Thread: Check this proof on supremums?

1. Check this proof on supremums?

This is from Fitzpatrick's Advanced Calculus. I am not very experienced with proofs so could someone tell me if this is a correct way of doing it? Thanks!

Claim:
If $S$ is a set of real numbers that is bounded above and $B$ is a nonempty subset of $S$, then $\text{sup }B\leq \text{sup }S$.

Proof: Let $S$ be a set of real numbers that is bounded above and $B$ a nonempty subset of $S$. Take an arbitrary element $x$ in $B$. Since $B\subseteq S$, $x$ is also in $S$. Since $S$ is bounded above, by the completeness axiom we know there is a number $c=\text{sup }S$ such that $x\leq c$, and there is no number less than $c$ that is an upper bound for $S$. Since $x$ is in $B$, $c$ is also an upper bound for $B$. So we must have $\text{sup }B\leq c$, or $\text{sup }B\leq \text{sup }S$.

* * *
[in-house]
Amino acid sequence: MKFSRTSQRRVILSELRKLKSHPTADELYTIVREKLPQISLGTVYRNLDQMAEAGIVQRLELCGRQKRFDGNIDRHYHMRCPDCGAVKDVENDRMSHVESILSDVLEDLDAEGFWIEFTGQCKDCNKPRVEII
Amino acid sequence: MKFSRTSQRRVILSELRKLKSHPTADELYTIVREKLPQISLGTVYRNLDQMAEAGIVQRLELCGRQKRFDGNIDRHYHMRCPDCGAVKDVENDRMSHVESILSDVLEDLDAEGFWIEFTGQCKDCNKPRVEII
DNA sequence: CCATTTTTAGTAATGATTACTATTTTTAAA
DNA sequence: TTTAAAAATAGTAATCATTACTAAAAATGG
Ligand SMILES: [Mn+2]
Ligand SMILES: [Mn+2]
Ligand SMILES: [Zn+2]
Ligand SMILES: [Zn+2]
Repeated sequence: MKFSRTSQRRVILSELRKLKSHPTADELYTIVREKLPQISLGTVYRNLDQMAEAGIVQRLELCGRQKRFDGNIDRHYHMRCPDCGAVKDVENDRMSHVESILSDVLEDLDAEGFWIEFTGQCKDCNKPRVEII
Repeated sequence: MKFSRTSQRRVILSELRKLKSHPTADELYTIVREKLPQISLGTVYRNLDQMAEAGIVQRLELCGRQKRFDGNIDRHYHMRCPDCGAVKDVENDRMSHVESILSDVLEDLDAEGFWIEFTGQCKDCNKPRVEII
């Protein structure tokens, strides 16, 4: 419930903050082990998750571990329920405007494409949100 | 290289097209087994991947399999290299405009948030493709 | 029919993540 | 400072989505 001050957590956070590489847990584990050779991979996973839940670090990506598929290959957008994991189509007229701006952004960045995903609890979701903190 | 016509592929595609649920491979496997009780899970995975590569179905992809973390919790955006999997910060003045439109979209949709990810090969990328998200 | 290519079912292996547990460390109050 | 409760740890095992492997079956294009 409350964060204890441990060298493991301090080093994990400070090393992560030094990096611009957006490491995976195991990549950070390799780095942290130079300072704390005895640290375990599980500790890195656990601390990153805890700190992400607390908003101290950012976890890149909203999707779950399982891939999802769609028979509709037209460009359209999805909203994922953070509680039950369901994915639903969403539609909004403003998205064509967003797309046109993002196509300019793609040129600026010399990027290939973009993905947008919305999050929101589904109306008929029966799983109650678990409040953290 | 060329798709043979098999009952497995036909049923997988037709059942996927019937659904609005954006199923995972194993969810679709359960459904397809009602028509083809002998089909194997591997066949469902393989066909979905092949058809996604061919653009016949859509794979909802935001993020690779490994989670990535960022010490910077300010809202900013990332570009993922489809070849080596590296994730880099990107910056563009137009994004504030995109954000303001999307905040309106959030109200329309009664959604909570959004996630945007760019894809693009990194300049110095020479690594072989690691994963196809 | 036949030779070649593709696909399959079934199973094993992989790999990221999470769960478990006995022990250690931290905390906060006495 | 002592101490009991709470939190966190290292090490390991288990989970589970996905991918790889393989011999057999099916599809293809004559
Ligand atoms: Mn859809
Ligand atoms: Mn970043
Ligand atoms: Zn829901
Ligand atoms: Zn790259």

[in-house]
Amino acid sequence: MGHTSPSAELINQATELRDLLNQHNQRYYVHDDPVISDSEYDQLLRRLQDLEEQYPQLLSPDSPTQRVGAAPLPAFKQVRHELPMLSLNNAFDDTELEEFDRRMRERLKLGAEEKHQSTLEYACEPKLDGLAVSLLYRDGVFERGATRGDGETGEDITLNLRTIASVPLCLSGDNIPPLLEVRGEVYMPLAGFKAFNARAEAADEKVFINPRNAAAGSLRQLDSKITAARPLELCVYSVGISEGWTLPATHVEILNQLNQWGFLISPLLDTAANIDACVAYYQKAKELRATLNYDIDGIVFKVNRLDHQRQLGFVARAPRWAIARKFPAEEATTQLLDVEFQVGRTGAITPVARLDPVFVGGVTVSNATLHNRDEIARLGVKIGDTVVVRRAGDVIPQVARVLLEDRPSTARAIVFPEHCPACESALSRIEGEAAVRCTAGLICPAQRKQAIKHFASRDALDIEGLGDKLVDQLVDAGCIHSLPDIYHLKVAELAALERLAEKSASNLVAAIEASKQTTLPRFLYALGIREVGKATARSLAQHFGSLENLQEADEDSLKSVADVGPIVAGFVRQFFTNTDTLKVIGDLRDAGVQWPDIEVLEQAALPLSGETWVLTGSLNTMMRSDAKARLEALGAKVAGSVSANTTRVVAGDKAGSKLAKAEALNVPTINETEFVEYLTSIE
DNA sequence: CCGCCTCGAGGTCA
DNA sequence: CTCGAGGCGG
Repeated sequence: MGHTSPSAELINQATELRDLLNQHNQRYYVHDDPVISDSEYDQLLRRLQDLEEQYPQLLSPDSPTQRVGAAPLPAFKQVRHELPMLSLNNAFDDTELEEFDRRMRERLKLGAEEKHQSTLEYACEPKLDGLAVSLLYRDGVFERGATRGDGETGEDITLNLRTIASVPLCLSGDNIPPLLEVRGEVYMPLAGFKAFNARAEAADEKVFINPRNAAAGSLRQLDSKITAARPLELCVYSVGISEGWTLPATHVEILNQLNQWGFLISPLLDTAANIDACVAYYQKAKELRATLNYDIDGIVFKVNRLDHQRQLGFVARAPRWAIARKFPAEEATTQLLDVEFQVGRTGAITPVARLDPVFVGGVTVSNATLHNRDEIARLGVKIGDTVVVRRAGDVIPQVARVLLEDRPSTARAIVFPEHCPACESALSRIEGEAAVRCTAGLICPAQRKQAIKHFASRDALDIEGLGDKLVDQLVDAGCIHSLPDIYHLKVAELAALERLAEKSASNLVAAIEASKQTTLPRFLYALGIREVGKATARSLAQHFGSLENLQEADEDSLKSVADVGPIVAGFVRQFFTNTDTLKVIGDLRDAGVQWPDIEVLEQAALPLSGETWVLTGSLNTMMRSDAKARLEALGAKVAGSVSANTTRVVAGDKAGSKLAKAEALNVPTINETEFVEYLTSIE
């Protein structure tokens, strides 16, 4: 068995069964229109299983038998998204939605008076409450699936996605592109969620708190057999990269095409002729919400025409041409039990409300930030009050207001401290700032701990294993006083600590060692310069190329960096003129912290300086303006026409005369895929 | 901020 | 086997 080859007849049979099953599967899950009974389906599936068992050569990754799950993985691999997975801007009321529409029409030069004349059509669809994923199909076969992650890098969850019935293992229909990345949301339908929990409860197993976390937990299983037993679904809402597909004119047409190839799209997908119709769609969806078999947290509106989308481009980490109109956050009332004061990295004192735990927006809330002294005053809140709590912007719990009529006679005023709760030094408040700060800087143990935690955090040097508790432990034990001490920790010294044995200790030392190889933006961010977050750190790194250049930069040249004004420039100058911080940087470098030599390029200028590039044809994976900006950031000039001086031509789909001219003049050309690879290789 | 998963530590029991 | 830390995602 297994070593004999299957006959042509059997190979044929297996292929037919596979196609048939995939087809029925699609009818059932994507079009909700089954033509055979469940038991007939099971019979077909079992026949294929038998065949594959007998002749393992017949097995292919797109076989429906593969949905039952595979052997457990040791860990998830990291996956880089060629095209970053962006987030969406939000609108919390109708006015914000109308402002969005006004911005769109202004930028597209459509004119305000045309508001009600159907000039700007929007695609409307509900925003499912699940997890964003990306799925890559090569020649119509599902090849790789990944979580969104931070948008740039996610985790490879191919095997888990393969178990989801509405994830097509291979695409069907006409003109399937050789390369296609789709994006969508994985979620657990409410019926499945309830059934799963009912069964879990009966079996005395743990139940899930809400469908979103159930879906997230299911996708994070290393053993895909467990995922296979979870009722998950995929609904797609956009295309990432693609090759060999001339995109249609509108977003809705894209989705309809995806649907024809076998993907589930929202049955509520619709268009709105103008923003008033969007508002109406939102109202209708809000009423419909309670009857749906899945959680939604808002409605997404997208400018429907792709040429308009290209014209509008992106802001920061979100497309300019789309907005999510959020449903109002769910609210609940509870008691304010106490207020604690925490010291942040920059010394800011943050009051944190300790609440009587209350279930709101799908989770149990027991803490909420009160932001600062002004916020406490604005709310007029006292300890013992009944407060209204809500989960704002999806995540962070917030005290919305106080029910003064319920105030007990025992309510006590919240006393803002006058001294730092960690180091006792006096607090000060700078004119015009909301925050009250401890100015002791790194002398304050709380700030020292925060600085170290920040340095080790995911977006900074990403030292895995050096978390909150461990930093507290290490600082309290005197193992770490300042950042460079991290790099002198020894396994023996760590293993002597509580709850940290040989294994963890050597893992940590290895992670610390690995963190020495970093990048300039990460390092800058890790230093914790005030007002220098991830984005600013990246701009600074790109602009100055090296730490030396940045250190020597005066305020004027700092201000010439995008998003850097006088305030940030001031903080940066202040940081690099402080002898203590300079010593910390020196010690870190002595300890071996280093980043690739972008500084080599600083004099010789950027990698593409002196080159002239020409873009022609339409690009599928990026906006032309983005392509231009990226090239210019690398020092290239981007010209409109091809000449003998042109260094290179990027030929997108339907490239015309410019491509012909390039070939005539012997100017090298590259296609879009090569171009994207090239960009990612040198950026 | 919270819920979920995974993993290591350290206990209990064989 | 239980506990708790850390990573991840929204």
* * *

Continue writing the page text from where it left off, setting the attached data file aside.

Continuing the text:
2. Re: Check this proof on supremums?

Hey Ragnarok.

Does your professor require you to use the full definition of the supremum? (i.e. the supremum about being the lowest greater bound?)

3. Re: Check this proof on supremums?

Chiro is correct to refer you to your professor - there are probably certain things that you need to make sure you include.

I would write a lot less to prove this claim: Let $x\in{B}$. Then since B is a subset of S, $x\in{S}$, so $x\le\sup{S}$. Since x was an arbitrary element of B, $\sup{B}\le\sup{S}$.

But again, your professor might want more.

- Hollywood

4. Re: Check this proof on supremums?

Thanks guys! I'm actually self-studying, so I don't have a professor to refer to. I'm just guessing on the definitions and form. Your shortened version helps me a lot.